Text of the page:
The State Department, concerned about possible new congressional moves to cut military aid to El Salvador, denied yesterday that recent legislation by the rightist-dominated Constituent Assembly there will block a U.S.-supported land reform program.

Essentially, the department contended that clarifications issued in El Salvador about the legislation's intent contained reassurances that the land reform will continue.

But, the department said, it will take some time to determine the actual effects of the new law, and it added: "We will continue to watch the situation very closely to ensure that it implementation does in fact continue."

That was the gist of several highly technical and confusing statements issued by department spokesmen in response to news reports from El Salvador that the rightists, who form the majority in the recently elected assembly, intend to halt further large-scale redistribution of land in that civil-war wracked country.

The issue is one of potentially acute sensitivity for the Reagan administration's policy of providing continued military and economic aid to Salvadoran authorities fighting leftist guerrilla efforts to win control of El Salvador.

The administration has seized on the land reform program as a symbol of its argument that change can be brought about in El Salvador through peaceful processes. Prior to the Constituent Assembly elections at the end of March, the administration stressed repeatedly that decisions about U.S. aid would depend in part on continuation of successful land reform.

Similarly, Congress specified that, as one condition for continuing aid, President Reagan must certify that Salvadoran authorities are making "continued progress in implementing essential economic and political reforms, including the land reform program . . . . " The president, who made such a certification early this year, must do so again next month.

Last week, when the Salvadoran assembly passed the legislation, it provoked an angry outcry from key congressional leaders, including Sen. Charles H. Percy (R-Ill.), chairman of the Foreign Relations Committee. He and other committee members warned that if land reform is halted, they will fight to cut off all assistance to El Salvador.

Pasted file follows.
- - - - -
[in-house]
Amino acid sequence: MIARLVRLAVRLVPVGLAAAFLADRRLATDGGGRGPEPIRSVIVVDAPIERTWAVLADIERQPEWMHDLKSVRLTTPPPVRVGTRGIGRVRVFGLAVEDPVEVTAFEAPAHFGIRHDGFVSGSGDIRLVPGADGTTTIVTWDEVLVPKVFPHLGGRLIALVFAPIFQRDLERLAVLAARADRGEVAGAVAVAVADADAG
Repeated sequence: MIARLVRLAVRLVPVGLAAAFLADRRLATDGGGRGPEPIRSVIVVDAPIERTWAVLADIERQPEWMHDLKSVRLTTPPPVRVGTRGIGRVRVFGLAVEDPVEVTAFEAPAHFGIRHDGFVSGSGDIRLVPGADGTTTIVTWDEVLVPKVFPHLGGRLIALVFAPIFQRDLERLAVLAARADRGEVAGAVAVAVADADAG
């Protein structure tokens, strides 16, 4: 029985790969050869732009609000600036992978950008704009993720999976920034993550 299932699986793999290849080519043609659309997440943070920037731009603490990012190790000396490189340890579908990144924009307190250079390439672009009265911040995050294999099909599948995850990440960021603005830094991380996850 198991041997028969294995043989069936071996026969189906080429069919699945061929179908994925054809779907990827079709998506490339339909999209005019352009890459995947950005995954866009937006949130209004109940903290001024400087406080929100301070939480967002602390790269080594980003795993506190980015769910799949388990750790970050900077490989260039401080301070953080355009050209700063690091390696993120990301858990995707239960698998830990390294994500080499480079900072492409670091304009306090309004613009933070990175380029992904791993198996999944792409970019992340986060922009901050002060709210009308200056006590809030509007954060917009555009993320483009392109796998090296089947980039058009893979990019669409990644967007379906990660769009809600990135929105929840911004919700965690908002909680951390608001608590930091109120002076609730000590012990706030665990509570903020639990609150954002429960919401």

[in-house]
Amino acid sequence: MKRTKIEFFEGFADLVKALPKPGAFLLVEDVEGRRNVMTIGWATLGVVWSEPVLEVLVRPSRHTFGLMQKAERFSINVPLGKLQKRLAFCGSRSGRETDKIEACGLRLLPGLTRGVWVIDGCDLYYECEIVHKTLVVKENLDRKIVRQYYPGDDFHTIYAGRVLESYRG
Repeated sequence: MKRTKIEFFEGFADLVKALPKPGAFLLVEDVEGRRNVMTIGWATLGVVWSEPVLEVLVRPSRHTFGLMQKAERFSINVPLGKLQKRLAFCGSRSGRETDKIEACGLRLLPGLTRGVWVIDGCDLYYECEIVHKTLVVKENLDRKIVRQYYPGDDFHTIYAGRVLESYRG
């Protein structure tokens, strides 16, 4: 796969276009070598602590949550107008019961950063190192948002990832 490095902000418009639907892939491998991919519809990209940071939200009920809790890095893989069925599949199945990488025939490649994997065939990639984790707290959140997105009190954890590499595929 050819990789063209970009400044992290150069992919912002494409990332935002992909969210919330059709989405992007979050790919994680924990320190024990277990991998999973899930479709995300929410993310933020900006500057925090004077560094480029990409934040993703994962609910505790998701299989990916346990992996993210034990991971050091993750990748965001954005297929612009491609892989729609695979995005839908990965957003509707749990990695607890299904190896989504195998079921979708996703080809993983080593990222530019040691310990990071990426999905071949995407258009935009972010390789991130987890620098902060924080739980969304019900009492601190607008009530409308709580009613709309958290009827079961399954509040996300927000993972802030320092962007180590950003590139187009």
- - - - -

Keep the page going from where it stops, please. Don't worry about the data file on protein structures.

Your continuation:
Confronted by these rumblings in Congress, the administration pleaded for more time to allow for clarification. Its renewal of that plea yesterday underscored the difficulties it faces in trying to prod El Salvador's reluctant rightists to continue economic and social reform programs.

At issue is legislation dealing with medium-sized land holdings. The original intent was to exempt temporarily from expropriation lands in this category used for growing cotton and sugar cane. That is to give owners an incentive to continue planting these crops, which are badly needed to generate exports.

In passing the law, however, the majority rightists attached several provisions that would exempt lands used for cereals, corn and livestock. The effect, as the State Department conceded yesterday, "confirmed the indefinite deferral" of that phase of the land reform dealing with medium-sized holdings.

However, the department, pointing to statements by Salvadoran leaders, said it understands that peasant tenant farmers, working the land in this category, would not lose their rights to acquire the small plots they have been farming.

Despite these assurances, U.S. officials privately believe the new law went too far, and efforts are understood to be under way to induce the assembly to limit its provisions to cotton and sugar cane land, or failing that, to encourage Salvadoran President Alvaro Magana to veto the legislation.